Add to that, the computer is a perfect shield for saying something to someone which you would never say to them in person. I’ve seen some truly horrific slurs and comments about race, religion, nationality, party affiliation, etc. I’ve believed ever since the Internet allowed us to communicate in mass through forums, news lists, and other methods, that the tone of dialog has become confrontational. Not speaking to someone face to face, or having that double thought before stamping a written letter for sending, has allow people with a short fuse and strong beliefs to say incredibly hurtful things.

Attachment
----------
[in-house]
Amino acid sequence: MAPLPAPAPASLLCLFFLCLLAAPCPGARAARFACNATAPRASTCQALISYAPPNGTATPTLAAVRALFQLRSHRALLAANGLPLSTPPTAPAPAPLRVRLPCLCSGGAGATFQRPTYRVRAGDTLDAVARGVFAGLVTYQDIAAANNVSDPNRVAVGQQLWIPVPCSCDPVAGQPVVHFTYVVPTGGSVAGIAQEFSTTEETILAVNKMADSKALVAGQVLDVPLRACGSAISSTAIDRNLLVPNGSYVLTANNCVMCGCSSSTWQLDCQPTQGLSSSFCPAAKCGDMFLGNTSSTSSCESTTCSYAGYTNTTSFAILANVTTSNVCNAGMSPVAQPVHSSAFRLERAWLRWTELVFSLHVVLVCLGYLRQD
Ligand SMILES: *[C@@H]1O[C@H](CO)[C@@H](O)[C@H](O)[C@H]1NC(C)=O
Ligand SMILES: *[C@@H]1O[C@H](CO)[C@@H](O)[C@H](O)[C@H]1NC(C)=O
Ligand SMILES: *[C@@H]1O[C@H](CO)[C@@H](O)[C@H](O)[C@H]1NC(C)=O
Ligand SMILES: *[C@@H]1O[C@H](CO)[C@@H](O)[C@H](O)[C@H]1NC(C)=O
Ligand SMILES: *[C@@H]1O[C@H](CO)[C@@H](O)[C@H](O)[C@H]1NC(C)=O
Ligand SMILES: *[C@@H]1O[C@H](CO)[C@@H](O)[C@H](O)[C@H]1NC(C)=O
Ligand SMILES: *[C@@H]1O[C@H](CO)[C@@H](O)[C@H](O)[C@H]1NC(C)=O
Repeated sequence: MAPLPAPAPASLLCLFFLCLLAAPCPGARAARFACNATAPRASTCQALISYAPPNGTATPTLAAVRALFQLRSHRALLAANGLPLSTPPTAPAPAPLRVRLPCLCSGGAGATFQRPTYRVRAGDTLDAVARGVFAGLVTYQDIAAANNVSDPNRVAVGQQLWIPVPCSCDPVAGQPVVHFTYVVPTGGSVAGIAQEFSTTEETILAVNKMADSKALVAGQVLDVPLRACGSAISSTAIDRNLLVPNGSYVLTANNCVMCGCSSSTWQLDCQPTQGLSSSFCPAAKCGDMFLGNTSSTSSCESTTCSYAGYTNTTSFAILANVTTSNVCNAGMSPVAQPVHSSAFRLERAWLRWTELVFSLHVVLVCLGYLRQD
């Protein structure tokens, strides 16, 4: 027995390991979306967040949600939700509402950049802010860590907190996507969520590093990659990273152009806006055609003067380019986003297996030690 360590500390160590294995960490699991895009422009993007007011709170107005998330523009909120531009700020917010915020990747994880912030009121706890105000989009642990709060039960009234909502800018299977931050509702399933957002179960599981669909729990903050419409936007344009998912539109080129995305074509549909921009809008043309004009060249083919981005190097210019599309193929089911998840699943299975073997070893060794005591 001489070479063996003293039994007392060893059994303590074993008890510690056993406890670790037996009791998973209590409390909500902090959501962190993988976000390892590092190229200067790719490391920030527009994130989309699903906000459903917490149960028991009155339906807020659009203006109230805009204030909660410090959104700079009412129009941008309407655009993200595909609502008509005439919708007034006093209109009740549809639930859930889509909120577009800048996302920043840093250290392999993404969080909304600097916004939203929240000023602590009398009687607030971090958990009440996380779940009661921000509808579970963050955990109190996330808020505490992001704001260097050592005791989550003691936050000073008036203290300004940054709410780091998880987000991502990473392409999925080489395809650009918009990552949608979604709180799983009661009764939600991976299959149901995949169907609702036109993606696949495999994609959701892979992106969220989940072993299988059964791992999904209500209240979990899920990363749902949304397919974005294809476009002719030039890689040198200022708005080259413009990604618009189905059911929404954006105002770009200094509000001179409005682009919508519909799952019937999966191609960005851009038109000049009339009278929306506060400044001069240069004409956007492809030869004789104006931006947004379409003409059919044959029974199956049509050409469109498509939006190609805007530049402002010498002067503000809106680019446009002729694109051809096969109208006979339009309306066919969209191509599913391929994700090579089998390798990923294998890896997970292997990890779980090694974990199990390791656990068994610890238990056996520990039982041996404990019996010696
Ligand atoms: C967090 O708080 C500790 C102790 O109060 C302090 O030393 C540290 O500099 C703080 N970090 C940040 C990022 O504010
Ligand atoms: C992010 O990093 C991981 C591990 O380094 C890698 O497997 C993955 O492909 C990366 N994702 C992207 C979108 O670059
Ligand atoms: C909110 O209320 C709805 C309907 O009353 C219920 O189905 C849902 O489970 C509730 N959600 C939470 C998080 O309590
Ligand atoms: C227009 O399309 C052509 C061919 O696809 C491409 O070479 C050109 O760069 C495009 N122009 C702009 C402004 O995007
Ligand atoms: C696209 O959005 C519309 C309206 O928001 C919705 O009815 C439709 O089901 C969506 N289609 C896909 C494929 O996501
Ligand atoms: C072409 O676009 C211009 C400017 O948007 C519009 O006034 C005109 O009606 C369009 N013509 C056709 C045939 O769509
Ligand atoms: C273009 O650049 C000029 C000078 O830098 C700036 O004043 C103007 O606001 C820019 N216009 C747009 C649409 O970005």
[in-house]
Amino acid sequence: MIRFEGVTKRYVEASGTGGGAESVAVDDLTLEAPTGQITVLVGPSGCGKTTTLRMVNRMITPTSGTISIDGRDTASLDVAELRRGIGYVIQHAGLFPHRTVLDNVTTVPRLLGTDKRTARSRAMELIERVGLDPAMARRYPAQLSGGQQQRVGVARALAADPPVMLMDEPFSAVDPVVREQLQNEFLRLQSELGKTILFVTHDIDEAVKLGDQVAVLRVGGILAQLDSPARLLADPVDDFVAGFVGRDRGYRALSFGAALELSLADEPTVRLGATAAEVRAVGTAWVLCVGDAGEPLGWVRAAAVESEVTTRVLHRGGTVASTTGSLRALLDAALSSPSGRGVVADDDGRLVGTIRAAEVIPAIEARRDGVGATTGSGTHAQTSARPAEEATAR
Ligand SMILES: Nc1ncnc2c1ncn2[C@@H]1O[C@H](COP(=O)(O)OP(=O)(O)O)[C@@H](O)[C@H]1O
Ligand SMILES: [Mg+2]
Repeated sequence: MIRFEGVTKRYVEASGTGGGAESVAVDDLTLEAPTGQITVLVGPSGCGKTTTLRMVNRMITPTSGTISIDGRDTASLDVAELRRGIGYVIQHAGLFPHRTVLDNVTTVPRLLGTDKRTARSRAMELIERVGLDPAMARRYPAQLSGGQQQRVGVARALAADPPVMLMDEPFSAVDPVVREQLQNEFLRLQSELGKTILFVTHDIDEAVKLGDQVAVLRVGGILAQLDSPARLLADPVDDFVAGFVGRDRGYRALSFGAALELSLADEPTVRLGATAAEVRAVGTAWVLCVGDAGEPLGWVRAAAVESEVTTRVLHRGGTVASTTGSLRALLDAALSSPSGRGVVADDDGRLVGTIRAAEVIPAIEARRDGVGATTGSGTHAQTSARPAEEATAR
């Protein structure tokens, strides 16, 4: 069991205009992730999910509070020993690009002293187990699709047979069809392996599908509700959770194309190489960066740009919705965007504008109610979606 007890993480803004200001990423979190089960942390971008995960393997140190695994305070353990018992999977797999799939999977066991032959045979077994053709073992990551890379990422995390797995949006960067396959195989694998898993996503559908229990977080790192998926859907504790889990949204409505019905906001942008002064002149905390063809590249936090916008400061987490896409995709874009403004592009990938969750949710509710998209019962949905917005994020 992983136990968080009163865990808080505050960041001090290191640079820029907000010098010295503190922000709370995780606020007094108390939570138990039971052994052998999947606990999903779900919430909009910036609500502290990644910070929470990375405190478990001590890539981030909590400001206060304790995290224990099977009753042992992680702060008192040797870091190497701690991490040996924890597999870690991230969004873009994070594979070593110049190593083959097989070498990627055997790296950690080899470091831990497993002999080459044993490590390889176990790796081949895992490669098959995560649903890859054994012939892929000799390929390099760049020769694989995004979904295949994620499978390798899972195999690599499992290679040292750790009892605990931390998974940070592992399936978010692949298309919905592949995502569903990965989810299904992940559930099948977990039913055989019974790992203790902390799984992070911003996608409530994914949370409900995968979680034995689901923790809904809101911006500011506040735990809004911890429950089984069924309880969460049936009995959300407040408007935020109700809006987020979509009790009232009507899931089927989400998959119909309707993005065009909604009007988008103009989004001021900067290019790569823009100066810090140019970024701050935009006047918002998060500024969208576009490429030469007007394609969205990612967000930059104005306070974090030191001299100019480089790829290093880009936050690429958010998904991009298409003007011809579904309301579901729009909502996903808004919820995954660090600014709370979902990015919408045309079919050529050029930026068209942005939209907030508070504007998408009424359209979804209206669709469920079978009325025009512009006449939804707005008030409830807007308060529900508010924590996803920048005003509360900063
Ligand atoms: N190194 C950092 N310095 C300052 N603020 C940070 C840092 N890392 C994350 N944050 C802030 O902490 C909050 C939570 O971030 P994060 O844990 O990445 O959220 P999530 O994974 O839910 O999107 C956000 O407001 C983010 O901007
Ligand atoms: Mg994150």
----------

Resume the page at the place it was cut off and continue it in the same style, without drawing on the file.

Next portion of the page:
Facebook Groups are of often the most feral when someone asks a question, and another person will respond with, “are you stupid”, “read the friggin manual”, or opine an uneducated answer. I recall in an electrical group one of the members giving someone advice which would have caused death, if not permanent injury. Luckily the group’s admin took down the post, which later the poster said he as “just kidding”. Anyone who visits a group should know that there are various levels of proficiency and intelligence. And there are always some wise-guys who contribute nothing of substance, but is quick with what they feel is a clever or comical comment. I have yet to see one post showing the aftermath of damage to equipment, vehicle, or boat where someone has not typed those hilarious words, “that will buff out”.